In the history of NASCAR television, Ken Squier’s voice and visage are the most recognizable. The event that popularized NASCAR throughout the country, the 1979 Daytona 500, had him as the commentator.
It was the initial race in the history to be fully televised live on television. Donnie Allison and Cale Yarborough wrecked during their final lap race for the lead, and 16 million spectators saw Richard Petty triumph as a heavy snowfall pounded most of the United States.
Squier is the one whose fans hear saying, “And there’s a fight, between Donnie Allison and Cale Yarborough,” after the two drivers got into a collision with one another. Among the most memorable in history is this particular occasion.
From 1979 to 1997, Squier was the voice of CBS’s NASCAR coverage until Mike Joy, the current NASCAR on Fox announcer, took over. Commemorations for Squier began to flood social media on Thursday morning from other NASCAR Hall of Famers.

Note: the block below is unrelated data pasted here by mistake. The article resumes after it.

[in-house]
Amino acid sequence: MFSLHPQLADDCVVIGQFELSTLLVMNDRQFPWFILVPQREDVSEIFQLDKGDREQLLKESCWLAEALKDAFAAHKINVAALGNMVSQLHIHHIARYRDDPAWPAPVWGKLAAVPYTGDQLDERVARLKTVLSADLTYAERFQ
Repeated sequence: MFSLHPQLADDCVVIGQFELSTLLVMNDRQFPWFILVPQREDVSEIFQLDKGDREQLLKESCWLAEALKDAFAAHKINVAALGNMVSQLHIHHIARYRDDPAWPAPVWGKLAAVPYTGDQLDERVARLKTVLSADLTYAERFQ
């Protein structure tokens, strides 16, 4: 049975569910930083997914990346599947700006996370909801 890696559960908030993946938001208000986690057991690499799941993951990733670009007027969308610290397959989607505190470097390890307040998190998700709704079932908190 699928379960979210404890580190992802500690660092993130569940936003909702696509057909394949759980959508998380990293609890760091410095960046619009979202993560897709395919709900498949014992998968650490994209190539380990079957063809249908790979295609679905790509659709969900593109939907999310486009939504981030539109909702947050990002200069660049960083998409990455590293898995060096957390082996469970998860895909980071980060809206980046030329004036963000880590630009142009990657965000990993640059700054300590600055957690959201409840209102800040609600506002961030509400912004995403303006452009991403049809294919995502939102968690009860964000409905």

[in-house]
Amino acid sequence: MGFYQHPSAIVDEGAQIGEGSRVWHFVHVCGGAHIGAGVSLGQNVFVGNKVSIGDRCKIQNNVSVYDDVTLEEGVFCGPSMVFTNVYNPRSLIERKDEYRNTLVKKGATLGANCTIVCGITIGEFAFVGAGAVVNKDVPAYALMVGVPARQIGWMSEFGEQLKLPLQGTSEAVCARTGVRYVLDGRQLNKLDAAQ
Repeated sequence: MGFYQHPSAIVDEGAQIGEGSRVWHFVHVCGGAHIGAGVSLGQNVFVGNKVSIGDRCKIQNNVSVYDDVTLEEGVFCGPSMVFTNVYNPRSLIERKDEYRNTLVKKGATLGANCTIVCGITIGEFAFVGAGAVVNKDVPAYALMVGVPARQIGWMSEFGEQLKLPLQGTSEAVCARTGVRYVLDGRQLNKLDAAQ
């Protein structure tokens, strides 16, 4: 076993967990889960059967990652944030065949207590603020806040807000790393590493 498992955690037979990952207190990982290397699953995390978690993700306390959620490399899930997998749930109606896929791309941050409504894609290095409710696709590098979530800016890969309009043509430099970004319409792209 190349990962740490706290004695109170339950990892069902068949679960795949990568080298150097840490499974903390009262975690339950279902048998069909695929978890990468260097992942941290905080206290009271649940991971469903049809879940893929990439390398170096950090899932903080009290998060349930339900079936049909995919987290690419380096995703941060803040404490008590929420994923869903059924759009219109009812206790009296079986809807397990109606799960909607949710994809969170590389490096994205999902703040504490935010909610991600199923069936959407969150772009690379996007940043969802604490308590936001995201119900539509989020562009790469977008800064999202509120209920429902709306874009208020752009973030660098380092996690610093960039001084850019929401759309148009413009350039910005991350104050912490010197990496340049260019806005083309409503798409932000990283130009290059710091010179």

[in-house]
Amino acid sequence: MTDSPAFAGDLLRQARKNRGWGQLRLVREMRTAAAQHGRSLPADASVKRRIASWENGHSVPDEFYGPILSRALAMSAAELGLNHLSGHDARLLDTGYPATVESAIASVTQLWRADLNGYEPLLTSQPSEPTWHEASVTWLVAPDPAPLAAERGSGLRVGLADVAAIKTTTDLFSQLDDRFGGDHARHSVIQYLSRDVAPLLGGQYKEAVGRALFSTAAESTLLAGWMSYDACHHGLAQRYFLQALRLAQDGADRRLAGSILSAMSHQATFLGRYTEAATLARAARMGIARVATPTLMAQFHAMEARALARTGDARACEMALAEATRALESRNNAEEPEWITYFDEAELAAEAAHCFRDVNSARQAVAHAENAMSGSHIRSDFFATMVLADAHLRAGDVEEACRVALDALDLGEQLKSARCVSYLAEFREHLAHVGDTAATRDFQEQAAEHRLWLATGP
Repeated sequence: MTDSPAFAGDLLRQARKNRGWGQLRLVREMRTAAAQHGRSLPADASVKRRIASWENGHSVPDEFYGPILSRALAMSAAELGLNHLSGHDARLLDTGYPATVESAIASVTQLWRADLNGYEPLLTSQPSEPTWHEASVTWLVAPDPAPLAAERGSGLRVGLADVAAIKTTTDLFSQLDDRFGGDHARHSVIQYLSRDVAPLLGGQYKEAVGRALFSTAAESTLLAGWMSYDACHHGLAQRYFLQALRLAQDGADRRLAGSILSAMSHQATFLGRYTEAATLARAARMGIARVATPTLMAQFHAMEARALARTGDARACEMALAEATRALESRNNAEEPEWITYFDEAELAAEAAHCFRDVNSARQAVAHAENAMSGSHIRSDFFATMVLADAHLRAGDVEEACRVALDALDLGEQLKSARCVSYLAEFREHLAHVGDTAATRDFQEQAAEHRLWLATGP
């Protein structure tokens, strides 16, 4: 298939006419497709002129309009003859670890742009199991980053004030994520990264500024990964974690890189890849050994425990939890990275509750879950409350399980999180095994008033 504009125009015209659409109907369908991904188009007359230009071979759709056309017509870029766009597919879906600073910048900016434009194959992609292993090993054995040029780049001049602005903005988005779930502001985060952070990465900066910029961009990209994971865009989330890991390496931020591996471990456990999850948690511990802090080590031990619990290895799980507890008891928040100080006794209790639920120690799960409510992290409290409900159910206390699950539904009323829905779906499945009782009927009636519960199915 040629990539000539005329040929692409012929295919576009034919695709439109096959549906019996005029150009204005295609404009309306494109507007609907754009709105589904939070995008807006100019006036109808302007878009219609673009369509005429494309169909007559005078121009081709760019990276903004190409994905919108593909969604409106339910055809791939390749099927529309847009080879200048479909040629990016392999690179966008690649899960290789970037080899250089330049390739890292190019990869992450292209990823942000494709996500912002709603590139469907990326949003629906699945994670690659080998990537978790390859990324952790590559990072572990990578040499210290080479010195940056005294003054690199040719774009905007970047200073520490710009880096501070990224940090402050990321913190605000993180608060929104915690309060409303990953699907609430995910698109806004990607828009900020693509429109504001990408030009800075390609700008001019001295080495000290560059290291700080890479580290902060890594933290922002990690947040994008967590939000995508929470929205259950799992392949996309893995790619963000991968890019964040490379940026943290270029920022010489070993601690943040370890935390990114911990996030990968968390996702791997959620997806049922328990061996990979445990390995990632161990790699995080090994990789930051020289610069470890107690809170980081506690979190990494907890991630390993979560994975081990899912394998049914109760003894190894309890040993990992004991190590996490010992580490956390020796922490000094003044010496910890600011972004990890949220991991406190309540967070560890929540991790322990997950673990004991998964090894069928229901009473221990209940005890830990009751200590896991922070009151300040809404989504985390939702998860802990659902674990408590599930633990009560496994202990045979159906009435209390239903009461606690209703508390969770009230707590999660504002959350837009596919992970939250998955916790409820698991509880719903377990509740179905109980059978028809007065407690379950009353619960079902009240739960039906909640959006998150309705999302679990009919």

Originally from Vermont, the man entered the broadcasting industry by building Thunder Road Speedway in his home state, which hosted weekly short-track racing events throughout the Northeast. One of the two networks that telecasts these events on radio is the Motor Racing Network, which Squier co-founded.
As a member of the 2018 class of the NASCAR Hall of Fame, Squier is the only inductee in the Hall whose primary reason for induction is his broadcasting career. In 2012, the Squier-Hall Award was established by the NASCAR Hall of Fame as a tribute to Squier and veteran radio commentator Barney Hall. These two were the award’s first winners.